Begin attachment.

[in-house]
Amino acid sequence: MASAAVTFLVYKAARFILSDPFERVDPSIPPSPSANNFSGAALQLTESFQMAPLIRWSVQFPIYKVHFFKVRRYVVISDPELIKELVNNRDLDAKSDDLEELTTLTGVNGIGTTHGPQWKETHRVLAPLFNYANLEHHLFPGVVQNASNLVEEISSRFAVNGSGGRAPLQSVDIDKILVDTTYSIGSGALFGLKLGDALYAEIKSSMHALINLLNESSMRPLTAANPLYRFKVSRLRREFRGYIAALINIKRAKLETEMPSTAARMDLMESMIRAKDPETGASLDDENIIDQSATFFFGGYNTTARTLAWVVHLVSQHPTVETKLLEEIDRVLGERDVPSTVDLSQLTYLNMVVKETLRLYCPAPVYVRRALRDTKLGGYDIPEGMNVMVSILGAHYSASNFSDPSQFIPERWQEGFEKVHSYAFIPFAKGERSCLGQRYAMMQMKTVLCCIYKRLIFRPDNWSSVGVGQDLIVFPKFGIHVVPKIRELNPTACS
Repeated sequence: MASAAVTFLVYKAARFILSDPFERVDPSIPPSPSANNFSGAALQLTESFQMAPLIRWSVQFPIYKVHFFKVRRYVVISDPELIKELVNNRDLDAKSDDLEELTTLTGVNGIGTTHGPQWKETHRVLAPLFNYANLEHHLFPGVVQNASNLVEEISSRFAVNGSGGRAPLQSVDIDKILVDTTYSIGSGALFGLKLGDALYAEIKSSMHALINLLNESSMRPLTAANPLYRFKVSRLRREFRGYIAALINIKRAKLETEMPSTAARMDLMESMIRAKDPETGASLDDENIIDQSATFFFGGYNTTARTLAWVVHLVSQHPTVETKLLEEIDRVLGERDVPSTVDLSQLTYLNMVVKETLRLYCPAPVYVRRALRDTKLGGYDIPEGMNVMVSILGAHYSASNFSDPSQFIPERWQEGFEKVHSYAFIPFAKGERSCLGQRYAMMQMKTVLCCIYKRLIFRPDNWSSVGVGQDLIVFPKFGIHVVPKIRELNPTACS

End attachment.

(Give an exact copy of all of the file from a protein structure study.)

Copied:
[in-house]
Amino acid sequence: MASAAVTFLVYKAARFILSDPFERVDPSIPPSPSANNFSGAALQLTESFQMAPLIRWSVQFPIYKVHFFKVRRYVVISDPELIKELVNNRDLDAKSDDLEELTTLTGVNGIGTTHGPQWKETHRVLAPLFNYANLEHHLFPGVVQNASNLVEEISSRFAVNGSGGRAPLQSVDIDKILVDTTYSIGSGALFGLKLGDALYAEIKSSMHALINLLNESSMRPLTAANPLYRFKVSRLRREFRGYIAALINIKRAKLETEMPSTAARMDLMESMIRAKDPETGASLDDENIIDQSATFFFGGYNTTARTLAWVVHLVSQHPTVETKLLEEIDRVLGERDVPSTVDLSQLTYLNMVVKETLRLYCPAPVYVRRALRDTKLGGYDIPEGMNVMVSILGAHYSASNFSDPSQFIPERWQEGFEKVHSYAFIPFAKGERSCLGQRYAMMQMKTVLCCIYKRLIFRPDNWSSVGVGQDLIVFPKFGIHVVPKIRELNPTACS
Repeated sequence: MASAAVTFLVYKAARFILSDPFERVDPSIPPSPSANNFSGAALQLTESFQMAPLIRWSVQFPIYKVHFFKVRRYVVISDPELIKELVNNRDLDAKSDDLEELTTLTGVNGIGTTHGPQWKETHRVLAPLFNYANLEHHLFPGVVQNASNLVEEISSRFAVNGSGGRAPLQSVDIDKILVDTTYSIGSGALFGLKLGDALYAEIKSSMHALINLLNESSMRPLTAANPLYRFKVSRLRREFRGYIAALINIKRAKLETEMPSTAARMDLMESMIRAKDPETGASLDDENIIDQSATFFFGGYNTTARTLAWVVHLVSQHPTVETKLLEEIDRVLGERDVPSTVDLSQLTYLNMVVKETLRLYCPAPVYVRRALRDTKLGGYDIPEGMNVMVSILGAHYSASNFSDPSQFIPERWQEGFEKVHSYAFIPFAKGERSCLGQRYAMMQMKTVLCCIYKRLIFRPDNWSSVGVGQDLIVFPKFGIHVVPKIRELNPTACS